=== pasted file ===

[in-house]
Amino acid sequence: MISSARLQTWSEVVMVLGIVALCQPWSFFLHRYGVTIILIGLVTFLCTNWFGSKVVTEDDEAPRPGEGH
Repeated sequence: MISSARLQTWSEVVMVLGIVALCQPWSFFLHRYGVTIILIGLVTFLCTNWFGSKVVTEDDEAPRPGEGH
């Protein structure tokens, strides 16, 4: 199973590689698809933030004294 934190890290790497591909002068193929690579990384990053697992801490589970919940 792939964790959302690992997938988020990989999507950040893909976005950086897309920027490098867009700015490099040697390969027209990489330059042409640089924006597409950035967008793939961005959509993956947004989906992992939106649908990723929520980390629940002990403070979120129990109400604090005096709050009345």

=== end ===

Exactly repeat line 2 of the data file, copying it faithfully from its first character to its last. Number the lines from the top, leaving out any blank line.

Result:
Amino acid sequence: MISSARLQTWSEVVMVLGIVALCQPWSFFLHRYGVTIILIGLVTFLCTNWFGSKVVTEDDEAPRPGEGH